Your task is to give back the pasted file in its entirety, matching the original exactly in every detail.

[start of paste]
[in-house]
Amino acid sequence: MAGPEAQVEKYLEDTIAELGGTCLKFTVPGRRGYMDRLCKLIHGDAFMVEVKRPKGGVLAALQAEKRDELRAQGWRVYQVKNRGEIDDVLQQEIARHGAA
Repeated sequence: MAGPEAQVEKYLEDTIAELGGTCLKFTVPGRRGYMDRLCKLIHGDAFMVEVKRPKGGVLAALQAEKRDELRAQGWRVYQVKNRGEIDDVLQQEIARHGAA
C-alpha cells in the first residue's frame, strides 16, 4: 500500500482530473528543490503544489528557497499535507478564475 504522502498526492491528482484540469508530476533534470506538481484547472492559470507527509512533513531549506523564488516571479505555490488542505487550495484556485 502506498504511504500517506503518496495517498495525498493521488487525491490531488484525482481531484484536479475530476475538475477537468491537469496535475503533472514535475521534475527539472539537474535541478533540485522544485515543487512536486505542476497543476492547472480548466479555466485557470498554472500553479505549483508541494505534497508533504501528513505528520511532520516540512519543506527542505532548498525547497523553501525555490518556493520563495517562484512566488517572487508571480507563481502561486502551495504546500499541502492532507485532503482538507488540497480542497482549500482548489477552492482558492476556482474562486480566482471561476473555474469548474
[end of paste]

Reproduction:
[in-house]
Amino acid sequence: MAGPEAQVEKYLEDTIAELGGTCLKFTVPGRRGYMDRLCKLIHGDAFMVEVKRPKGGVLAALQAEKRDELRAQGWRVYQVKNRGEIDDVLQQEIARHGAA
Repeated sequence: MAGPEAQVEKYLEDTIAELGGTCLKFTVPGRRGYMDRLCKLIHGDAFMVEVKRPKGGVLAALQAEKRDELRAQGWRVYQVKNRGEIDDVLQQEIARHGAA
C-alpha cells in the first residue's frame, strides 16, 4: 500500500482530473528543490503544489528557497499535507478564475 504522502498526492491528482484540469508530476533534470506538481484547472492559470507527509512533513531549506523564488516571479505555490488542505487550495484556485 502506498504511504500517506503518496495517498495525498493521488487525491490531488484525482481531484484536479475530476475538475477537468491537469496535475503533472514535475521534475527539472539537474535541478533540485522544485515543487512536486505542476497543476492547472480548466479555466485557470498554472500553479505549483508541494505534497508533504501528513505528520511532520516540512519543506527542505532548498525547497523553501525555490518556493520563495517562484512566488517572487508571480507563481502561486502551495504546500499541502492532507485532503482538507488540497480542497482549500482548489477552492482558492476556482474562486480566482471561476473555474469548474